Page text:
The Social-business Network: Is your information safe?

 Avi Tzdaka (photo credit: Courtesy)
Avi Tzdaka
(photo credit: Courtesy)

Recently LinkedIn has become the number one target for cybercriminals. Since major breaches like these are rare events, it is worth examining the cause of such incidents and how to avoid them.

The social-business network, LinkedIn, which has three times as many users as Twitter and is often cited as a place to conduct business in the digital age, made headlines last month (April 2022) for all the wrong reasons.

Situation Analysis

First and foremost, it is important to remember that regardless of this data breach, LinkedIn is a major contributor to Microsoft's annual revenue stream and is most certainly here to stay for the long haul. However, LinkedIn's April 2022 breach will be remembered as the 'black month' of recent years. It was a month filled with negative news reports, the loss of a lawsuit, and reported as the number one target for cybercriminals worldwide.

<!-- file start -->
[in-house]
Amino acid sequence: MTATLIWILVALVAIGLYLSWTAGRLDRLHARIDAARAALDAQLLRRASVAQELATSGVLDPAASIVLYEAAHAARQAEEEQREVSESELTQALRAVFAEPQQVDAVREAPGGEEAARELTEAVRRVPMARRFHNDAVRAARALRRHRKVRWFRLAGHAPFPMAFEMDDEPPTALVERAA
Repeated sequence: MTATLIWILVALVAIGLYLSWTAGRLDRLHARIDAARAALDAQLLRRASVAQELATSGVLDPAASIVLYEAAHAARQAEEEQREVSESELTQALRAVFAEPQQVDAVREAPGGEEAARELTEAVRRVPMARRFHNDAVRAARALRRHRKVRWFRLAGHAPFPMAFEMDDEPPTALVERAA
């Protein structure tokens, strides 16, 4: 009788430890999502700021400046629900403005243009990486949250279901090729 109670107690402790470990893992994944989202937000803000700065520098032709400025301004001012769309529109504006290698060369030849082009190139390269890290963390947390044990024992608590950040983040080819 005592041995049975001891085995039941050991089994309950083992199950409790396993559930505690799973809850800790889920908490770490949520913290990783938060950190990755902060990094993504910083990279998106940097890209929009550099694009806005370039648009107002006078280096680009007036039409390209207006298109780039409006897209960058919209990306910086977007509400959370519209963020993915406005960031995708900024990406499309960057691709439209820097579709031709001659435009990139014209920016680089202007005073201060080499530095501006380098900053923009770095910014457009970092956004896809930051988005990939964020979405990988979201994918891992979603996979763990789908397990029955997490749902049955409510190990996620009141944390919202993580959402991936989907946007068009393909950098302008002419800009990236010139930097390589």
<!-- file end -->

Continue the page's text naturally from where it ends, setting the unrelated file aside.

What led to this

As with all social networks, when signing up for a LinkedIn account we build a profile and are required to fill in details like education and work experience. It is much like Facebook, except that on LinkedIn we provide considerably more information because it is the platform where we can showcase our professional skills. Simply put, LinkedIn is like “Facebook for your career” and as such, has turned into a gold mine for professional data miners.

What is the situation today?

It appears that LinkedIn is faring pretty well. In the first quarter of 2022, Microsoft reported a favorable increase in LinkedIn sessions, and new members compared to 2021. Notwithstanding these achievements, however, cybercriminals continue targeting job seekers on LinkedIn using fake emails of employment to steal their money and personal data. Furthermore, Check Point Research (CPR) has released a new report titled: ‘Brand Phishing Report’ that highlights LinkedIn as the most often imitated brand by cybercriminals for phishing.

Forecast for the near future

Fortunately for us, LinkedIn has already proven that it knows how to take action against cybercriminals when it permanently deleted 11.6 million suspect LinkedIn profiles in 2021. There is no doubt that, following recent events, LinkedIn will begin to take action against these cybercriminals but until then, we should be aware and vigilant when using the LinkedIn platform.